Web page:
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Closing business, now what

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Nov 19, 2017
So after many months of thought and work, I'm closing my brick and mortar fitness business. Beginning of next year. Very sad, had an office and everything made a go of it for 5 years. Deciding to move also next year so now what?

I just don't think I'm going to be able to adjust to some dumb@$$ telling me I was 5 minutes late clocking in or timing me for coffee or bathroom breaks. Not after being my own boss. I don't think I can handle a rude customer without telling them to get lost either. Could be a rough year.

Won't have any money to start a new business. I don't really have a great resume or any Hi tech skills so It looks like it will be minimum wage until I can figure something out or some menial restaurant construction laborer job.

Sounds pretty dismal and depressing. Not sure what to do. Any ideas? Lack of money being the key so that leaves out trade schools and college. I'm over 5o so that's not a fun prospect either. I'll also be battling agism.

I realize I sound like a whiny man baby. Sorry. But in all seriousness. What would you guys do? Reading Chris Guillebeau book Side hustle in the meantime.



New Contributor
Jun 12, 2018
I realize I sound like a whiny man baby. Sorry. But in all seriousness. What would you guys do? Reading Chris Guillebeau book Side hustle in the meantime.


It is a personal decision and who am I to brag?
But give sales a go for a month I would suggest, either in your own business or for another product. This will keep you your own boss and get some flow going.
I would spend 10 hours a day reaching out to people, with a designed message to sell and keep the cash flow.
Focus on numbers like, reach 50 people a day, get 7 new clients a week.
Goals and numbers will give you the energy, a designed message will get you conversions.

Merging Left

Silver Contributor
Read Millionaire Fastlane
Speedway Pass
Jul 20, 2014
What type of fitness business? Like a gym?

You must have picked up on a lot of organizational and management-level skills in those 5 years. Can't you parlay that into at least a mid-level management position at a different fitness business?


Platinum Contributor
Speedway Pass
Mar 16, 2017
I think you are jumping the gun all the way around. Lots of questions that need answers. Why is your gym failing? Lack of clients? Area sucks? ________?

You don't need to move forward until you've fixed the problem(s) with your current business..... unless they are out of your control.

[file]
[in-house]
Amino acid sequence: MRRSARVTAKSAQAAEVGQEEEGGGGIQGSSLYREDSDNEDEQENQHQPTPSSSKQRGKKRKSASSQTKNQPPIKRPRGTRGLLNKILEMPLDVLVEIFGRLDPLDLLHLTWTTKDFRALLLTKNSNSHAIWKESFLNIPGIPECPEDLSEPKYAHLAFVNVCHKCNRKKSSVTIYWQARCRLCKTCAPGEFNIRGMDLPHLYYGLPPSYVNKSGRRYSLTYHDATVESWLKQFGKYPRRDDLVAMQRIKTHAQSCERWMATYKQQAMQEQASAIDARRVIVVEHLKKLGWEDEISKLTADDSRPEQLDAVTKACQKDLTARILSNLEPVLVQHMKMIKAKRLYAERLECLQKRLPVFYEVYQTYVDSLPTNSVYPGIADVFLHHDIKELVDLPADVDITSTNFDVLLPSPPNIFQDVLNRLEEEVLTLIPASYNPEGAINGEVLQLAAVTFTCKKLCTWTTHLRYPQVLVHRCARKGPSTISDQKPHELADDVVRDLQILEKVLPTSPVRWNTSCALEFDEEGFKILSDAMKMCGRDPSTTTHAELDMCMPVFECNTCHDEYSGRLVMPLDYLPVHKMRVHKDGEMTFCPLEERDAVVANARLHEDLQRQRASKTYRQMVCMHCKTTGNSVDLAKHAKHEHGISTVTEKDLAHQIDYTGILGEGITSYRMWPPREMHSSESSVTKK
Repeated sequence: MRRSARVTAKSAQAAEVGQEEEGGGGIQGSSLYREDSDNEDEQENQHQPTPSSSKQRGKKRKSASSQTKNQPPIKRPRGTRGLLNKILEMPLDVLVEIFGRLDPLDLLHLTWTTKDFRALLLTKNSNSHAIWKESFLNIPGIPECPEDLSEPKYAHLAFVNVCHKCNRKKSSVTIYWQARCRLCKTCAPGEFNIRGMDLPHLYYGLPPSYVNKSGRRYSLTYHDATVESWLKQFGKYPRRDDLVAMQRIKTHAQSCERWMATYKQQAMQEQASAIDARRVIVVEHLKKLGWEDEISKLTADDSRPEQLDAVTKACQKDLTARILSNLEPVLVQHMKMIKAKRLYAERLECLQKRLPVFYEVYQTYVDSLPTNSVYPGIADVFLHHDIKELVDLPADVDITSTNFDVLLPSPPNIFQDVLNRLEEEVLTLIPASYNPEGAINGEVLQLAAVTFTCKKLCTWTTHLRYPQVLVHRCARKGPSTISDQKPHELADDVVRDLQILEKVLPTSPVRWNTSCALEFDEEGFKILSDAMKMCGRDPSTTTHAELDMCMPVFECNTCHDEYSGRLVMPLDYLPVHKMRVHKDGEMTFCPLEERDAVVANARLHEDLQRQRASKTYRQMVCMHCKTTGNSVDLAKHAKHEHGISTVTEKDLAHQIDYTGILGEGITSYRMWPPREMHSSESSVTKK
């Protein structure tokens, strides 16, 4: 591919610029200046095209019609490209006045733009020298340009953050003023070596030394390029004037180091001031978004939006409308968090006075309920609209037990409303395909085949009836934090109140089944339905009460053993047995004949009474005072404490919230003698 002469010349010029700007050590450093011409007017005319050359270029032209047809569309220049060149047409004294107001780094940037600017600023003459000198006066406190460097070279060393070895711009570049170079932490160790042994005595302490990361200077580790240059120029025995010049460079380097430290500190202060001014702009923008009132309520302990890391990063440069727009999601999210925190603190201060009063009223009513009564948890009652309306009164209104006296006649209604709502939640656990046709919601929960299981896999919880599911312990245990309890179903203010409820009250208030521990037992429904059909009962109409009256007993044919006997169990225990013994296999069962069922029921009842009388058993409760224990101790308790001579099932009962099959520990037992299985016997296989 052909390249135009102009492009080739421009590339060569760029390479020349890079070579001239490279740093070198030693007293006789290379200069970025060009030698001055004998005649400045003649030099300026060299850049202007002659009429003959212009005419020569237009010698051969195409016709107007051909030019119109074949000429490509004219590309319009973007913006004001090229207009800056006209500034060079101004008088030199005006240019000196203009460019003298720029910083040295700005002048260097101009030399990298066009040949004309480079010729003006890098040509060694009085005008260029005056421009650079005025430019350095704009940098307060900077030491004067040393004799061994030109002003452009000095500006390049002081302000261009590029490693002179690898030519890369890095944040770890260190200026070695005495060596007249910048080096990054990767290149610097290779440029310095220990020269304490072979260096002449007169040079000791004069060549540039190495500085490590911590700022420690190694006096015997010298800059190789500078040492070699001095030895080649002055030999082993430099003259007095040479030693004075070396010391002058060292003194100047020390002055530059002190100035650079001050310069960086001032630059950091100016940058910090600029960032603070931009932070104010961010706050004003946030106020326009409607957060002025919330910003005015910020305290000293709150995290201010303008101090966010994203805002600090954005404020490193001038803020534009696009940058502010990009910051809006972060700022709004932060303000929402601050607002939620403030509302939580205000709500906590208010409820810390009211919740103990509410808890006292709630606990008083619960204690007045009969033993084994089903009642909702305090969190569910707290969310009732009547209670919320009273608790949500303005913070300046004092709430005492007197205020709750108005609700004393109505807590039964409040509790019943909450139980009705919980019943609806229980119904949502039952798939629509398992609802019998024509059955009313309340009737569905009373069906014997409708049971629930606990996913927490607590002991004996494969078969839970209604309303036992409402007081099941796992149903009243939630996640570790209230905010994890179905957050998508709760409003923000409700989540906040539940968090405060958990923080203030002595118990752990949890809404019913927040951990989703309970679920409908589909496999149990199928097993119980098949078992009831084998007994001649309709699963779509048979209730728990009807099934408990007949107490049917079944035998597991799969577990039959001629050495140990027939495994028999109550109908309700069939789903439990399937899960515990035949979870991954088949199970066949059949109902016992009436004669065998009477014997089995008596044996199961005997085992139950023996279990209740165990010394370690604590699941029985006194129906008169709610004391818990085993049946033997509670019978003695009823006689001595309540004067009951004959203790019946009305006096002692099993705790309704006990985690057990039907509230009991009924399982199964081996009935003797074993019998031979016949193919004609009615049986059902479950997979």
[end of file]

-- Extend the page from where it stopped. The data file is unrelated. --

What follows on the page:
But just so you know, lack of cash only stops the people that don't really want to do 'it' to begin with.

Rich Wood

Jun 17, 2018
Salt Lake City, UT
I have a great deal of respect for individuals like yourself. True entrepreneurs who laid it on the line for several years. Don't get down on yourself. Think of this time as a rejuvenating opportunity, to pivot into something you really want to do. Less work, more free time to pursue things you love, that may not cost a lot, such as improved exercise and health, time with friends and family, inexpensive travel, etc. Create positive routines to jump start your next career.
There are many positions in companies that could use your expertise, possibly as a talented COO, or CMO - working for a small to medium sized business.
Polish up your resume and reach out to those in your close network. Reflect your skills and capabilities, not necessarily what companies you have worked for or for how long. Also, start-up companies are always looking for talented and wise folks that have been there before, sometime failure is more important than success, as it guides others away from traps. Highlight what you have learned and how that can be leveraged to assist other companies.
I wouldn't shot-gun out your resume, but be selective, and know the value of yourself and your experience.
If you like sales, you can make a mint in selling RV's, Vehicles, Businesses, or other expensive things like life insurance, vacation homes, or annuities and such. These institutions and organizations that sell these products and services, are always looking for seasoned professionals who are trusting and have executive presence to assist perspective clients through the transaction process. They also offer a lot more freedom, flexibility, upwards earning potential, and mostly with less risk than possibly running your own company.
Savor the opportunity to be free of the burdens and stresses of running a company for a bit, and you will find your next passion.

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